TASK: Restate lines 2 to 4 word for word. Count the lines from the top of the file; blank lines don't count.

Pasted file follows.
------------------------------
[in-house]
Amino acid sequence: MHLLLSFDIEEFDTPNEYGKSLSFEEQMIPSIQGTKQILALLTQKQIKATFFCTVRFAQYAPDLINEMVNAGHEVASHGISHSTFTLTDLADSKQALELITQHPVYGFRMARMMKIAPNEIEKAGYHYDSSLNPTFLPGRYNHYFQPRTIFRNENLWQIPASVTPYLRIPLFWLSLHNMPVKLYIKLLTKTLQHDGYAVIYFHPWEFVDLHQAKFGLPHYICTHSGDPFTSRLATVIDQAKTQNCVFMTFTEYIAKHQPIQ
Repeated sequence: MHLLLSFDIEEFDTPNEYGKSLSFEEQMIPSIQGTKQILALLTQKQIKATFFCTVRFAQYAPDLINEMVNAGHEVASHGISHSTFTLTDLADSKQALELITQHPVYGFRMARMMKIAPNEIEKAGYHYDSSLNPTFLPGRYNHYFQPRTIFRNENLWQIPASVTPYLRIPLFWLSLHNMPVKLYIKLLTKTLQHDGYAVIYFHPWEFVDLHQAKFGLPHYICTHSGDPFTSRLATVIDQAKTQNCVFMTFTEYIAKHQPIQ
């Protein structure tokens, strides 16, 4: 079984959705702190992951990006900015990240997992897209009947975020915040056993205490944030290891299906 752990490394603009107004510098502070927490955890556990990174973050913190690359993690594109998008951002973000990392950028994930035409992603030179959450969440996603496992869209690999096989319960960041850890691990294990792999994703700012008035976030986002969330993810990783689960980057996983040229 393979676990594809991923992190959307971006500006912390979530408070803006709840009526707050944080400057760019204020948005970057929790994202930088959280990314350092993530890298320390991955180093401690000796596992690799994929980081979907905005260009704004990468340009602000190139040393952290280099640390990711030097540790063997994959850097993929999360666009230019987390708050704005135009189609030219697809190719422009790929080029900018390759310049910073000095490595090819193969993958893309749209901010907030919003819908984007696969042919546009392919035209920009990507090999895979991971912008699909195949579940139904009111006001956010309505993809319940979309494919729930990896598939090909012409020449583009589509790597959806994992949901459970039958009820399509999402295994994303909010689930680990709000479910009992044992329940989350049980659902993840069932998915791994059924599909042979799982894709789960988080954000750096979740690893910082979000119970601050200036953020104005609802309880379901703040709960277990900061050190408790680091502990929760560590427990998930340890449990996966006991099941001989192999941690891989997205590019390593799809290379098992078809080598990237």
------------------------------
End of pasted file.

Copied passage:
Amino acid sequence: MHLLLSFDIEEFDTPNEYGKSLSFEEQMIPSIQGTKQILALLTQKQIKATFFCTVRFAQYAPDLINEMVNAGHEVASHGISHSTFTLTDLADSKQALELITQHPVYGFRMARMMKIAPNEIEKAGYHYDSSLNPTFLPGRYNHYFQPRTIFRNENLWQIPASVTPYLRIPLFWLSLHNMPVKLYIKLLTKTLQHDGYAVIYFHPWEFVDLHQAKFGLPHYICTHSGDPFTSRLATVIDQAKTQNCVFMTFTEYIAKHQPIQ
Repeated sequence: MHLLLSFDIEEFDTPNEYGKSLSFEEQMIPSIQGTKQILALLTQKQIKATFFCTVRFAQYAPDLINEMVNAGHEVASHGISHSTFTLTDLADSKQALELITQHPVYGFRMARMMKIAPNEIEKAGYHYDSSLNPTFLPGRYNHYFQPRTIFRNENLWQIPASVTPYLRIPLFWLSLHNMPVKLYIKLLTKTLQHDGYAVIYFHPWEFVDLHQAKFGLPHYICTHSGDPFTSRLATVIDQAKTQNCVFMTFTEYIAKHQPIQ
């Protein structure tokens, strides 16, 4: 079984959705702190992951990006900015990240997992897209009947975020915040056993205490944030290891299906 752990490394603009107004510098502070927490955890556990990174973050913190690359993690594109998008951002973000990392950028994930035409992603030179959450969440996603496992869209690999096989319960960041850890691990294990792999994703700012008035976030986002969330993810990783689960980057996983040229 393979676990594809991923992190959307971006500006912390979530408070803006709840009526707050944080400057760019204020948005970057929790994202930088959280990314350092993530890298320390991955180093401690000796596992690799994929980081979907905005260009704004990468340009602000190139040393952290280099640390990711030097540790063997994959850097993929999360666009230019987390708050704005135009189609030219697809190719422009790929080029900018390759310049910073000095490595090819193969993958893309749209901010907030919003819908984007696969042919546009392919035209920009990507090999895979991971912008699909195949579940139904009111006001956010309505993809319940979309494919729930990896598939090909012409020449583009589509790597959806994992949901459970039958009820399509999402295994994303909010689930680990709000479910009992044992329940989350049980659902993840069932998915791994059924599909042979799982894709789960988080954000750096979740690893910082979000119970601050200036953020104005609802309880379901703040709960277990900061050190408790680091502990929760560590427990998930340890449990996966006991099941001989192999941690891989997205590019390593799809290379098992078809080598990237």